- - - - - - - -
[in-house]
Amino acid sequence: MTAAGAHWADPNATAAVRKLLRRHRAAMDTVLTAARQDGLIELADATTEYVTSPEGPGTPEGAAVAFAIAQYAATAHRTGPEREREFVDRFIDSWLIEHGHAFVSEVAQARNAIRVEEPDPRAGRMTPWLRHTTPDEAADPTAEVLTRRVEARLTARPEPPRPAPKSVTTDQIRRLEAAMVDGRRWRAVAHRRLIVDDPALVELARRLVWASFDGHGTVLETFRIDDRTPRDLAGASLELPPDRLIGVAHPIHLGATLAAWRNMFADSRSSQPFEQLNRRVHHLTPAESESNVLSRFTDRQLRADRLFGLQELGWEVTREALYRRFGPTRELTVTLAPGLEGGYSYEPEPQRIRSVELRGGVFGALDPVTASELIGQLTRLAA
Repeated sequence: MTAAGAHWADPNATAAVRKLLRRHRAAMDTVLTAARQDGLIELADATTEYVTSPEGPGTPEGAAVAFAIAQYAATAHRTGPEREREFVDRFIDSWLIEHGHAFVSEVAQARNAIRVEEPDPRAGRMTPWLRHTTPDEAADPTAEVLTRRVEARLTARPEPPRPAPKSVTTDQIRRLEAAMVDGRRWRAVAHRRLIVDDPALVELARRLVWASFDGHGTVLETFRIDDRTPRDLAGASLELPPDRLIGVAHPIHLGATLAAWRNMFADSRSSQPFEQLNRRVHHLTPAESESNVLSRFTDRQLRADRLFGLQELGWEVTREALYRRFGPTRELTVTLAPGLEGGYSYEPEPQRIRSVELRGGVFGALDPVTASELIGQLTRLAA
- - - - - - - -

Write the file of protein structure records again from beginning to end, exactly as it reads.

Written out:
[in-house]
Amino acid sequence: MTAAGAHWADPNATAAVRKLLRRHRAAMDTVLTAARQDGLIELADATTEYVTSPEGPGTPEGAAVAFAIAQYAATAHRTGPEREREFVDRFIDSWLIEHGHAFVSEVAQARNAIRVEEPDPRAGRMTPWLRHTTPDEAADPTAEVLTRRVEARLTARPEPPRPAPKSVTTDQIRRLEAAMVDGRRWRAVAHRRLIVDDPALVELARRLVWASFDGHGTVLETFRIDDRTPRDLAGASLELPPDRLIGVAHPIHLGATLAAWRNMFADSRSSQPFEQLNRRVHHLTPAESESNVLSRFTDRQLRADRLFGLQELGWEVTREALYRRFGPTRELTVTLAPGLEGGYSYEPEPQRIRSVELRGGVFGALDPVTASELIGQLTRLAA
Repeated sequence: MTAAGAHWADPNATAAVRKLLRRHRAAMDTVLTAARQDGLIELADATTEYVTSPEGPGTPEGAAVAFAIAQYAATAHRTGPEREREFVDRFIDSWLIEHGHAFVSEVAQARNAIRVEEPDPRAGRMTPWLRHTTPDEAADPTAEVLTRRVEARLTARPEPPRPAPKSVTTDQIRRLEAAMVDGRRWRAVAHRRLIVDDPALVELARRLVWASFDGHGTVLETFRIDDRTPRDLAGASLELPPDRLIGVAHPIHLGATLAAWRNMFADSRSSQPFEQLNRRVHHLTPAESESNVLSRFTDRQLRADRLFGLQELGWEVTREALYRRFGPTRELTVTLAPGLEGGYSYEPEPQRIRSVELRGGVFGALDPVTASELIGQLTRLAA